Welcome to Banned and Dangerous Art, a freshman seminar at the University of Mary Washington, Fall 2013.
NEWS FLASH September 16, 2013:
North Carolina school board bans Ralph Ellison’s Invisible Man. According to the Asheboro, NC Courier-Tribune, “Invisible Man” by Ralph Ellison is now banned from the shelves of Randolph County Schools libraries. ” By a 5-2 margin, the Randolph County Board of Education voted Monday night, at its regular meeting held at Eastern Randolph High School, to remove all copies of the book from school libraries. The action stems from a Randleman High School parent’s complaint about the book. Committees at both the school and district levels recommended it not be removed…”
The board action was is response to a complaint about the book from the parent of an 11th grader. In her complaint, the parent said, “The narrator writes in the first person, emphasizing his individual experiences and his feelings about the events portrayed in his life. This novel is not so innocent; instead, this book is filthier, too much for teenagers. You must respect all religions and point of views when it comes to the parents and what they feel is age appropriate for their young children to read, without their knowledge. This book is freely in your library for them to read.” From Asheboro, Courier-Tribune 9-16-13.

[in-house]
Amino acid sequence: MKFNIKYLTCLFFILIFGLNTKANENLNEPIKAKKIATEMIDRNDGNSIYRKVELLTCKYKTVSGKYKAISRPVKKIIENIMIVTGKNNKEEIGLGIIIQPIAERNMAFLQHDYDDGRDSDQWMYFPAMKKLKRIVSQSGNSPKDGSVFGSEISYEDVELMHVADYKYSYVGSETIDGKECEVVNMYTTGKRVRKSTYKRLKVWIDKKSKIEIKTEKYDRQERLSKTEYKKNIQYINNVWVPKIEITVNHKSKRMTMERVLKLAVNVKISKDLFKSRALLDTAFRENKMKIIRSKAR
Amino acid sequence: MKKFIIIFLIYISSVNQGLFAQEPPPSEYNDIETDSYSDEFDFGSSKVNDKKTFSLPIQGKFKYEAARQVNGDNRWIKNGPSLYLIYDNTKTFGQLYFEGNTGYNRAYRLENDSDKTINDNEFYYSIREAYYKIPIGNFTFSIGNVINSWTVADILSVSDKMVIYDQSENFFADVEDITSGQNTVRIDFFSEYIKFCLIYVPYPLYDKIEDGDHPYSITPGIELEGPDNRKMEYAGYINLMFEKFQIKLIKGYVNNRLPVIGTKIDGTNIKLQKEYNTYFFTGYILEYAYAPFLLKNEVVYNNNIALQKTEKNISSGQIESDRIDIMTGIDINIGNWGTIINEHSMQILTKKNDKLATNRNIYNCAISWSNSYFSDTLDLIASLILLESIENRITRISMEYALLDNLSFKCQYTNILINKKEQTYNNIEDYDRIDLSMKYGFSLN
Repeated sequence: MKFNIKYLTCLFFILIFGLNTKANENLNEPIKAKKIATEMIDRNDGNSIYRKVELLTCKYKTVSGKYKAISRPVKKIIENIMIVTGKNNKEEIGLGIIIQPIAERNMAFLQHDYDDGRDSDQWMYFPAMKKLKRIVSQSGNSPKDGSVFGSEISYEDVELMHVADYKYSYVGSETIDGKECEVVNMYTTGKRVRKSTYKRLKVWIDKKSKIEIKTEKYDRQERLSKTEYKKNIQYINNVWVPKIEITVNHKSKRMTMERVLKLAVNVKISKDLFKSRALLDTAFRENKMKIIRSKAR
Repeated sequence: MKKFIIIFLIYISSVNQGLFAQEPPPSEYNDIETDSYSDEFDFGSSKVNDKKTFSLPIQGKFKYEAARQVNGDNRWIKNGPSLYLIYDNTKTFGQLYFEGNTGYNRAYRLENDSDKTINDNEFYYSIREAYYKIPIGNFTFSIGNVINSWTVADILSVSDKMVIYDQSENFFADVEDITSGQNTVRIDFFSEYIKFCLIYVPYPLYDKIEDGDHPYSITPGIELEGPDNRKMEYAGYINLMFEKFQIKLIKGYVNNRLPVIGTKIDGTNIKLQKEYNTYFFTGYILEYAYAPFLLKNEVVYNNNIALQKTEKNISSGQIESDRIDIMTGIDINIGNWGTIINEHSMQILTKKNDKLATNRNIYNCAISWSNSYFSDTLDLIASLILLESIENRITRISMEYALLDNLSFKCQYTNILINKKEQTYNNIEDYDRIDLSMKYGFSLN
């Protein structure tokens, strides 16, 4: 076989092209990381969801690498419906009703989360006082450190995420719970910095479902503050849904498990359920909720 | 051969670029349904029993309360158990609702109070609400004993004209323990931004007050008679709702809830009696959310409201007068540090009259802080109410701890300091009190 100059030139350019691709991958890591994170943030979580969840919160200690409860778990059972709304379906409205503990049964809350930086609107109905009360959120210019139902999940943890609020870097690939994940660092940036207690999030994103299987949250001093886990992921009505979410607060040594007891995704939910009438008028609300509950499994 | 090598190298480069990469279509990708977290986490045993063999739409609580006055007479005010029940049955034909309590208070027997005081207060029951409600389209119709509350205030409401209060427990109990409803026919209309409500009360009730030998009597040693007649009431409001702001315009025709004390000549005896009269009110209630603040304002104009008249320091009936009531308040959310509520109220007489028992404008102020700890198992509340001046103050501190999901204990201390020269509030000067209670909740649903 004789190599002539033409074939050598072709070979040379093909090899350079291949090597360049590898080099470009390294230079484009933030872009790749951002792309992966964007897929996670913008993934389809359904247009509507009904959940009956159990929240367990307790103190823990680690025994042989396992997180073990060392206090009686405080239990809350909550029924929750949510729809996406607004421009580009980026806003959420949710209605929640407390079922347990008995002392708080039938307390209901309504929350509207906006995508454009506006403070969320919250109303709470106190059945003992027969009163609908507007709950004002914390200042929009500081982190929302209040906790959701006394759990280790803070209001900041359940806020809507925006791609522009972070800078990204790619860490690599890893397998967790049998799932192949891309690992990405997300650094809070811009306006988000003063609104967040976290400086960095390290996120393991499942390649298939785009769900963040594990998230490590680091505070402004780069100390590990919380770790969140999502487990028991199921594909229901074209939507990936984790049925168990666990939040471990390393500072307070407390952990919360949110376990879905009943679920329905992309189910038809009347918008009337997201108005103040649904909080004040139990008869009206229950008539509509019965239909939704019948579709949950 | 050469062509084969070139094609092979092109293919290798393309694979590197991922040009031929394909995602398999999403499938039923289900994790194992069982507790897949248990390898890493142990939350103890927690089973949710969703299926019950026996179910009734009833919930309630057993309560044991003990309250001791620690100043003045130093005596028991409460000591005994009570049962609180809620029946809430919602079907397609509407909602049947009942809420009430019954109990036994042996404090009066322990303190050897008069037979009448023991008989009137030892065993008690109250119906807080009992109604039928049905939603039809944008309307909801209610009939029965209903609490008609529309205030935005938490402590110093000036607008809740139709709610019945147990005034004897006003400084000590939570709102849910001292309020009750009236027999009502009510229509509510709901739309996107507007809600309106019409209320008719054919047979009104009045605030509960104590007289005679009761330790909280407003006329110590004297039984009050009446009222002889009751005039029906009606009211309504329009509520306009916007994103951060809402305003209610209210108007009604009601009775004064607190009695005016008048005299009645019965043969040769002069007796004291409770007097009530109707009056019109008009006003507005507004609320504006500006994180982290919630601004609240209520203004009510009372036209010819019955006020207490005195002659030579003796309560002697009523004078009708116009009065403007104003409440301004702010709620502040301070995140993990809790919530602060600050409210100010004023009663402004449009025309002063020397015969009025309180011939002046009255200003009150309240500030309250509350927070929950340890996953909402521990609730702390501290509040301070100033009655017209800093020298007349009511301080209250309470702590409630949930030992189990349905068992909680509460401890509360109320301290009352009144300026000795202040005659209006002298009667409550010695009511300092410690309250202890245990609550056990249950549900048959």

Read more about Ralph Ellison from the Library of Congress
In this course, we will be exploring and analyzing many examples of Banned and Dangerous Art, including banned music, visual art and film, books, and performances. Take a look at this mural painted by the artist Blu and then its subsequent removal; read more about it here in the Los Angeles Times and here in the New York Times
BANNED BOOKS WEEK 2013 is September 22- 28. Do you know what books have been banned recently in the U.S.? How many of them have you read?
Listen to the music of Mahsa Vahdat and Mighty Sam McClain below. Vahdat (and her sister) are currently banned in Iran –but a collaboration like this one between Vahdat and McClain would have been impossible here in the US even 60 years ago.
Or enjoy this video from the artist BLU above and ask yourself, is graffiti art? When are we justified in removing it? When not?